R Lists

R lists are a general data object made up of components, where each component is itself a data object that can be any mode or type.  The length() of a list is the number of components.  Lists are very flexible and a convenient structure for packaging or storing different kinds of data in one object.  However, for large data, array structures are preferred based on operational run-times.  

One advantage of lists is the fact they are recursive.  In particular, many function calls will naturally loop across the named components without the need to explicitly define loop structures when coding.

Creating R Lists

The list() function is used to combine arbitrary data objects into a single object. For example, suppose you have a vector x with a numeric sequence and a matrix y of character data.  You can combine the two distinct class objects into a single list:

Each of the list components is preceded with the $ operator, followed by its name (assuming a name was given).

The function vector() can also be used to create a list since its first argument requires a class definition: 

The number of components in any list can be identified using the length() function, the component names, or by using the names() function.  The attributes() function is also valuable, especially for controlling custom function output where user defined attributes or comments can be supplied. 

List Subscripting

List components are also numbered, facilitating subscripting or the extraction and replacement of data.  The infix operators for list subscripting are [ ] , [[ ]] and $.  The examples use all three operators with varying results based on the level of the data object to be extracted/replaced:

Using List Names

Names of components may be abbreviated to a minimum. Thus, mylist$Sequence is equal to mylist$S, assuming no other elements begins with S.  Abbreviations are suitable for use in the interactive Console window, but abbreviations are bad programming practice as its not clear what data is being referenced.  Meanwhile, if you define a list without component names, components can be accessed only using the [ ] and  [[  ]] operators with numeric indexing.  Again, bad programming relies on index numbers since numbers make it hard to understand what data is being extracted or replaced.  This si especially true when dealing with large data objects or dormant code that hasnt been used for a while.

R code can be very dynamic, as elements can be added, deleted or replaced.  Use of the match() function helps to overcome potential confusion in indexing.  For example:

is guaranteed to extract the named component of the list, or return NULL if there is not one.

Warning: Index results that return a list component with names can not be used in functions that require vector or matrix inputs.  The named component is still classified as a list and will generate errors when another class is expected.  To avoid this problem, extract data at the lowest level possible and change the data class as needed.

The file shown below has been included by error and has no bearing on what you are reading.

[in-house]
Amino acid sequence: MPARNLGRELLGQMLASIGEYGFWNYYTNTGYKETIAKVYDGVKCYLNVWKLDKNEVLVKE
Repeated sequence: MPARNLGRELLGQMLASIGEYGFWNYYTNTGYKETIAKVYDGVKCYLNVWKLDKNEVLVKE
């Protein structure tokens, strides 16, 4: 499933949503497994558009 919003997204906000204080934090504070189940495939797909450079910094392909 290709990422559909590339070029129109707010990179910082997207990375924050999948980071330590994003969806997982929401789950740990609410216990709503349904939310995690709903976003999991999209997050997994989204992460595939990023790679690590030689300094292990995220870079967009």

Modifying and Concatenating R Lists

The names of a list’s components can be changed by re-assigning them with the names() function:

Lists can also have new components added or removed using list subscripting rules:

When the concatenation function c() employs list arguments, the result is an object of mode list whose components are those of the argument lists joined together:

Warning: The concatenation function will combine elements or components, but at the expense of discarding dim attributes.  

Two or more lists can also be modified using append() and detach() functions:

Finally, the unlist() function will destroy the list data object structure, print and return a list as a numeric vector that combines all the data.

Analysis of List Components

We have already seen the power of of the apply() function when working with vectors or matrices.  The following functions also apply a function within a function to assess list components:

FunctionArgumentsInput ObjectOutput Object
lapply()(X=, FUN=, ...)Any R objectList
sapply()(X=, FUN=, ..., simplify=TRUE)Any R objectVector, matrix, or list

For lapply(X, FUN=, …), each component of the list is replaced by the result of the executing function (FUN) on that component.  The sapply(X, FUN=, …) function calls lapply(), then attempts to simplify to a vector or matrix.  For example:

Both functions are extremely flexible given the ability to apply a function within a function.  The … argument implies an infinite number of additional arguments can be specified to refine list anlysis.

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